Dual credit is an opportunity for growth and exploration. Participation in dual credit should be driven by a student’s personal, career and educational goals and interests with awareness about fit within the different programs including academic readiness and preparation. The key to all advanced coursework is the role and value of learning.
If you decide dual credit is a form of accelerated coursework you are interested in, the first step in learning more about dual credit is to visit with a student’s high school counselor. They will have great information about current programs and what courses a student should consider based on their college and career goals.
Washington’s public four-year college and universities are also a great resource. Each college reaches out to high schools every year to provide opportunities to connect about college.
- Plan early, respect deadlines and be responsive to communications.
- Ask questions and keep track of contacts and correspondence.
- College and high school are different. Depending on the type of dual credit program you choose to participate be aware that:
- Application and enrollment are handled by the college that offers the course for Running Start and College in the High School.
- Calendars may be different between colleges and high schools.
- How credit is transcribed to your high school and college transcript.
- Understanding access to student information if enrolled at college or university through Running Start and College in the High School. Who has access? What information is accessible to individuals that are not students?
Families – What is Important to Know
Dual credit is an opportunity for growth and exploration. Dual credit programs provide students with an introduction to college including coursework, study habits, college culture and expectations. College requires preparation, commitment and organization. For some students this is a different experience compared to prior educational experiences. Dual credit programs offer a bridge between K-12 and higher education that gives students a strong start in their first year of college. Participating in dual credit also provides students with an opportunity to explore their educational and career options.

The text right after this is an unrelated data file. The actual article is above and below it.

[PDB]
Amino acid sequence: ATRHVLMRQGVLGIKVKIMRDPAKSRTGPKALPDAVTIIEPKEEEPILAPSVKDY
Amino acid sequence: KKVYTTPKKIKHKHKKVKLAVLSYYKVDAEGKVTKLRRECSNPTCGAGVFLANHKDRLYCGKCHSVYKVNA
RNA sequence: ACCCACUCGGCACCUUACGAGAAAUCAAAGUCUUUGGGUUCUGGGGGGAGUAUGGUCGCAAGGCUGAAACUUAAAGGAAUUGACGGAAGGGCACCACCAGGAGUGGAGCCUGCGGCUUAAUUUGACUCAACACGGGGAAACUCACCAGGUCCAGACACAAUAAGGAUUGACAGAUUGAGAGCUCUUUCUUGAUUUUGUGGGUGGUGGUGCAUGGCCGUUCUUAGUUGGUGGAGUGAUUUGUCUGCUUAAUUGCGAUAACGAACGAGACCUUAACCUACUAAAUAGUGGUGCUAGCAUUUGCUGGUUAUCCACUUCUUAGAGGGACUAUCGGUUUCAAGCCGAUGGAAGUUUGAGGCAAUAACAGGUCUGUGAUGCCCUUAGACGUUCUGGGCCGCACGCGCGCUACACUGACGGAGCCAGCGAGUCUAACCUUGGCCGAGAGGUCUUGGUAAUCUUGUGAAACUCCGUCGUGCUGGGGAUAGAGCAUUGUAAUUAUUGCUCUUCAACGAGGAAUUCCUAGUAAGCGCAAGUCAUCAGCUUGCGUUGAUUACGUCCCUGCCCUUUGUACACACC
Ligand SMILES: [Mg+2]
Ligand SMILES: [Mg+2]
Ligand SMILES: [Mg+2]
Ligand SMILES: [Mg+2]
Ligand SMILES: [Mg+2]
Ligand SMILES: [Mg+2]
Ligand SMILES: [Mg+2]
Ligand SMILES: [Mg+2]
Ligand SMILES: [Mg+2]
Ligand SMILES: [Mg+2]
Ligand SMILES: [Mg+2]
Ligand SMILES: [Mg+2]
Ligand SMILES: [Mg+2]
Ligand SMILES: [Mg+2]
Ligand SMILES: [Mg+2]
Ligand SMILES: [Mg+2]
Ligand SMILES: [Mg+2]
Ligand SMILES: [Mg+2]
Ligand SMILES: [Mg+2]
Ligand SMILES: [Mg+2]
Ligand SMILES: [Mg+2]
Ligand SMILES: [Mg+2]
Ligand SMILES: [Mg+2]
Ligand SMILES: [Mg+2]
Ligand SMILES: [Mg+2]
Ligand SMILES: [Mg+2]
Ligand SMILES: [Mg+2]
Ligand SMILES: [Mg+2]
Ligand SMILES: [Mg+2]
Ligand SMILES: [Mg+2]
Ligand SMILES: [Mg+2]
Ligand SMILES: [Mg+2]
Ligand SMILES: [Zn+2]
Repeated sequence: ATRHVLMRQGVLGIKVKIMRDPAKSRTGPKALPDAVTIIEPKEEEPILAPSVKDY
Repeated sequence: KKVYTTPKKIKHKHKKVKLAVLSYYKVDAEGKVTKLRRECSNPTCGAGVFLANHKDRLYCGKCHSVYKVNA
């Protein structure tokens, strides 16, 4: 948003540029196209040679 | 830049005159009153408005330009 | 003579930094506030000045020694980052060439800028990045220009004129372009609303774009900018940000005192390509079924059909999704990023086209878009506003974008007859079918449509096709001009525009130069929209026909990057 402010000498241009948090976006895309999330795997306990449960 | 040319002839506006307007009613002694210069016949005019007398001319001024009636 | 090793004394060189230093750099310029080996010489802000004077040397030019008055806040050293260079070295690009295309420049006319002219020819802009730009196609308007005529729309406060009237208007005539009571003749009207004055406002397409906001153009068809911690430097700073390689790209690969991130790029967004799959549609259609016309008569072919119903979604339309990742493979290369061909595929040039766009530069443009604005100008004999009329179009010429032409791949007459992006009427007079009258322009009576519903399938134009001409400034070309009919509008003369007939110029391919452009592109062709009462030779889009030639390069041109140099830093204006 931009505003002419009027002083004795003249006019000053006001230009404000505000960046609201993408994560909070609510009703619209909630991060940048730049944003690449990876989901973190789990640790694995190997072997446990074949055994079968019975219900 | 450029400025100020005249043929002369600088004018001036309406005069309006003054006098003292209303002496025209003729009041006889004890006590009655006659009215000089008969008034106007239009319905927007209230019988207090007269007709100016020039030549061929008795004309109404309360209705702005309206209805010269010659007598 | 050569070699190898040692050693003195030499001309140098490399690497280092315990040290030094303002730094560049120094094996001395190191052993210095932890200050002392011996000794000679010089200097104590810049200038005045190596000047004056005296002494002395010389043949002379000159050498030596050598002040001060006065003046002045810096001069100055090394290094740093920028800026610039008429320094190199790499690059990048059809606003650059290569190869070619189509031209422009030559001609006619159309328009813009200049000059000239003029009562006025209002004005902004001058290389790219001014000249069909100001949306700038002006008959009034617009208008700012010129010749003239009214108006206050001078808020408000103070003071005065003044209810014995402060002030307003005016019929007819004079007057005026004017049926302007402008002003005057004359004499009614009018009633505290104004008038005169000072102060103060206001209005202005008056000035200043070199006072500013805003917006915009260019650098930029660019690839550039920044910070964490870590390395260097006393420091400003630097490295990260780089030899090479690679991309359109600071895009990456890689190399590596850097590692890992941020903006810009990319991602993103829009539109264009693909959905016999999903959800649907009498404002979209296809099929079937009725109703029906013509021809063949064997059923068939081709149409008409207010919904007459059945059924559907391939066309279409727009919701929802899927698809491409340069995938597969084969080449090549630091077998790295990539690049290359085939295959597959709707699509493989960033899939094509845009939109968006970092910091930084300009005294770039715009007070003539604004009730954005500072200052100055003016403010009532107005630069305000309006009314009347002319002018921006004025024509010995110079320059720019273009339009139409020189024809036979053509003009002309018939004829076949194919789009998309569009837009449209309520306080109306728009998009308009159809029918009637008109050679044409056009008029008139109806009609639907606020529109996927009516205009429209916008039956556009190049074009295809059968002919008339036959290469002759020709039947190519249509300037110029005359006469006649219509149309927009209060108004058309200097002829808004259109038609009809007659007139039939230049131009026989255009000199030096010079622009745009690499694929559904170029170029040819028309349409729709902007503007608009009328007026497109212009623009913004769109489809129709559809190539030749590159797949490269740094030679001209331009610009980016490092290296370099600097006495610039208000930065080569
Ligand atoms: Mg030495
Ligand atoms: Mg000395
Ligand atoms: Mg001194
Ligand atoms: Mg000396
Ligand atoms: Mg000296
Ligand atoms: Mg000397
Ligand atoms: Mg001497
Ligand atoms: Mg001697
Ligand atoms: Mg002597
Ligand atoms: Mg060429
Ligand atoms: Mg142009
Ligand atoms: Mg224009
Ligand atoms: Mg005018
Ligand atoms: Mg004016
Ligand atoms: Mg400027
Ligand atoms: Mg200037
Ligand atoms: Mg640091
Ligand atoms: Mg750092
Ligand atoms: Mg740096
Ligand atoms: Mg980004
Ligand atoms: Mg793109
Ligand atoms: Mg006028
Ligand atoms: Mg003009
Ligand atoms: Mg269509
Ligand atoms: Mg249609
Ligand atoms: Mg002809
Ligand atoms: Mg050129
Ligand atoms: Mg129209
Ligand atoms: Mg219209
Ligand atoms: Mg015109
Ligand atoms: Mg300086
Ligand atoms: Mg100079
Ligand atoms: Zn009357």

- Talk with your student and help them think through what their personal, educational and career goals are. Students don’t need to have an exact plan or know all of the details about their future but should know their interests and considerations about their future. Do they have a specific goal? Are they interested in learning more and exploring?
- Talk with your student about their learning style. Do they do well on exams? Are they an applied learner? Do they like to learn with peers or work alone?
- Washington’s public four-year colleges and universities support access to, the enrollment in and successful completion of the most rigorous, quality and relevant high school curriculum that a student is ready and prepared to undertake, taking full advantage of the diverse options available to them throughout their middle and high school years.
- Washington’s public four-year college and universities do not value one dual credit program over another. We look at the whole student and a student’s journey up to the point they apply to one of the state’s public four-year college or universities.
- While students may earn college credit in addition to high school credit, Washington’s public four-year college and universities believe the experience of participating in a dual credit course provides value in the experience, preparation and exploration. Students will gain valuable knowledge, skills and experience even if they choose not to take the exam.
- Talk with your student’s high school counselor and the college or university to learn about the different dual credit programs and what may be the best fit for your student both in terms of learning as well as scheduling and access. We want this experience to be a positive one for the student.
- College cost savings may be achieved through dual credit but is dependent on several caveats. There has been no national research or research in Washington to determine if and if so, how much college cost savings may be attained through dual credit programs. When consider college savings students should:
- Focus on college courses found in the first year of college in a wide variety of subjects such as English, mathematics, natural sciences, humanities and social sciences.
- Reach out to colleges and universities and meet with admissions counselors to learn more about courses that meet general education requirements or provide exposure to majors students may be interested in exploring.
- Washington has several resources for dual credit college equivalencies:
More to explore! To learn more about dual credit options, visit our resources page.